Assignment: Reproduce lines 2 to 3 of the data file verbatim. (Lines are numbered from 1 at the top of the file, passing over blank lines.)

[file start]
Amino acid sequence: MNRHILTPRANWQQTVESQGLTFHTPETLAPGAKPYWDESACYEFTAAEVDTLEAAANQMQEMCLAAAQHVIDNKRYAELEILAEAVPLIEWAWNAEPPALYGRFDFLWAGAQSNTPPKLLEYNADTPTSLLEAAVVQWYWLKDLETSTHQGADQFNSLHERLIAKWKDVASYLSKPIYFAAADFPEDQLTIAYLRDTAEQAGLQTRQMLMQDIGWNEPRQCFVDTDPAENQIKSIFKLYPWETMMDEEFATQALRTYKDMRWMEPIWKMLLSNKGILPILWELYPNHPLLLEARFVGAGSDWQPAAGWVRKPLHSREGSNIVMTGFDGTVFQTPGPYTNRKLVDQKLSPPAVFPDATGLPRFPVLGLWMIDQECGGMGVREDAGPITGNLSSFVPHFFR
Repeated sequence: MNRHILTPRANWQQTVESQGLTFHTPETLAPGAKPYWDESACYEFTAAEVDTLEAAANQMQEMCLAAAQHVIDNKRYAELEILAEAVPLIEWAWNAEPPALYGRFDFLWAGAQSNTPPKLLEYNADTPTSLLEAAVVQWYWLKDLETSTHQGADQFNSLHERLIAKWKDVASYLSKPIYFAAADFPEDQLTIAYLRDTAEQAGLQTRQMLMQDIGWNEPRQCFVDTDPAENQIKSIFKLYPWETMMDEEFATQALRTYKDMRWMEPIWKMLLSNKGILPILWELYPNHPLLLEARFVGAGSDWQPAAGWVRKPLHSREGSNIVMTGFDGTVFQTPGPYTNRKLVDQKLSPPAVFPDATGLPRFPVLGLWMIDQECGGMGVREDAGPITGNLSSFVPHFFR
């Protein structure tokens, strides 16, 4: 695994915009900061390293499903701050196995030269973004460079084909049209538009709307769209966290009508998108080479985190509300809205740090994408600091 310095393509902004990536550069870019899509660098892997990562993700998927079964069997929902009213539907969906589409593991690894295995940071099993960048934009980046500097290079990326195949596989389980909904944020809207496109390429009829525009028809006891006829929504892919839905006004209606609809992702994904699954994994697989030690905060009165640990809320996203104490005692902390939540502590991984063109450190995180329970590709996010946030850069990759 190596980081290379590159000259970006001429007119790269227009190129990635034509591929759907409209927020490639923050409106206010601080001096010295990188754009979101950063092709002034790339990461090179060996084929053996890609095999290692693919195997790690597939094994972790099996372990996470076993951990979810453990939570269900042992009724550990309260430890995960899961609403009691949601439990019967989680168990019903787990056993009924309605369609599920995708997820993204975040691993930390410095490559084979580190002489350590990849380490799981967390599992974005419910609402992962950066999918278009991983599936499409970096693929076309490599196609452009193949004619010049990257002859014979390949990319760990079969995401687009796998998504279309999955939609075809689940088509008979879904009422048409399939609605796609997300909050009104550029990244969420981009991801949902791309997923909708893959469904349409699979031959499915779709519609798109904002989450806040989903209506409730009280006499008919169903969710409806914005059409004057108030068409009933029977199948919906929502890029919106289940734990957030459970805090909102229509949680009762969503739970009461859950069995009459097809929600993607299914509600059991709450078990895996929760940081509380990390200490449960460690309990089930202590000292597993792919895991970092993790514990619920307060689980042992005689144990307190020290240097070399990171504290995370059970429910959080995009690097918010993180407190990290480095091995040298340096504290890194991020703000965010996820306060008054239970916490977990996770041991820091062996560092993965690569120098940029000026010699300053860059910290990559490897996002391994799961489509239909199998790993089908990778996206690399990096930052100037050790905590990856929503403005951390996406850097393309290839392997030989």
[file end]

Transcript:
Repeated sequence: MNRHILTPRANWQQTVESQGLTFHTPETLAPGAKPYWDESACYEFTAAEVDTLEAAANQMQEMCLAAAQHVIDNKRYAELEILAEAVPLIEWAWNAEPPALYGRFDFLWAGAQSNTPPKLLEYNADTPTSLLEAAVVQWYWLKDLETSTHQGADQFNSLHERLIAKWKDVASYLSKPIYFAAADFPEDQLTIAYLRDTAEQAGLQTRQMLMQDIGWNEPRQCFVDTDPAENQIKSIFKLYPWETMMDEEFATQALRTYKDMRWMEPIWKMLLSNKGILPILWELYPNHPLLLEARFVGAGSDWQPAAGWVRKPLHSREGSNIVMTGFDGTVFQTPGPYTNRKLVDQKLSPPAVFPDATGLPRFPVLGLWMIDQECGGMGVREDAGPITGNLSSFVPHFFR
């Protein structure tokens, strides 16, 4: 695994915009900061390293499903701050196995030269973004460079084909049209538009709307769209966290009508998108080479985190509300809205740090994408600091 310095393509902004990536550069870019899509660098892997990562993700998927079964069997929902009213539907969906589409593991690894295995940071099993960048934009980046500097290079990326195949596989389980909904944020809207496109390429009829525009028809006891006829929504892919839905006004209606609809992702994904699954994994697989030690905060009165640990809320996203104490005692902390939540502590991984063109450190995180329970590709996010946030850069990759 190596980081290379590159000259970006001429007119790269227009190129990635034509591929759907409209927020490639923050409106206010601080001096010295990188754009979101950063092709002034790339990461090179060996084929053996890609095999290692693919195997790690597939094994972790099996372990996470076993951990979810453990939570269900042992009724550990309260430890995960899961609403009691949601439990019967989680168990019903787990056993009924309605369609599920995708997820993204975040691993930390410095490559084979580190002489350590990849380490799981967390599992974005419910609402992962950066999918278009991983599936499409970096693929076309490599196609452009193949004619010049990257002859014979390949990319760990079969995401687009796998998504279309999955939609075809689940088509008979879904009422048409399939609605796609997300909050009104550029990244969420981009991801949902791309997923909708893959469904349409699979031959499915779709519609798109904002989450806040989903209506409730009280006499008919169903969710409806914005059409004057108030068409009933029977199948919906929502890029919106289940734990957030459970805090909102229509949680009762969503739970009461859950069995009459097809929600993607299914509600059991709450078990895996929760940081509380990390200490449960460690309990089930202590000292597993792919895991970092993790514990619920307060689980042992005689144990307190020290240097070399990171504290995370059970429910959080995009690097918010993180407190990290480095091995040298340096504290890194991020703000965010996820306060008054239970916490977990996770041991820091062996560092993965690569120098940029000026010699300053860059910290990559490897996002391994799961489509239909199998790993089908990778996206690399990096930052100037050790905590990856929503403005951390996406850097393309290839392997030989």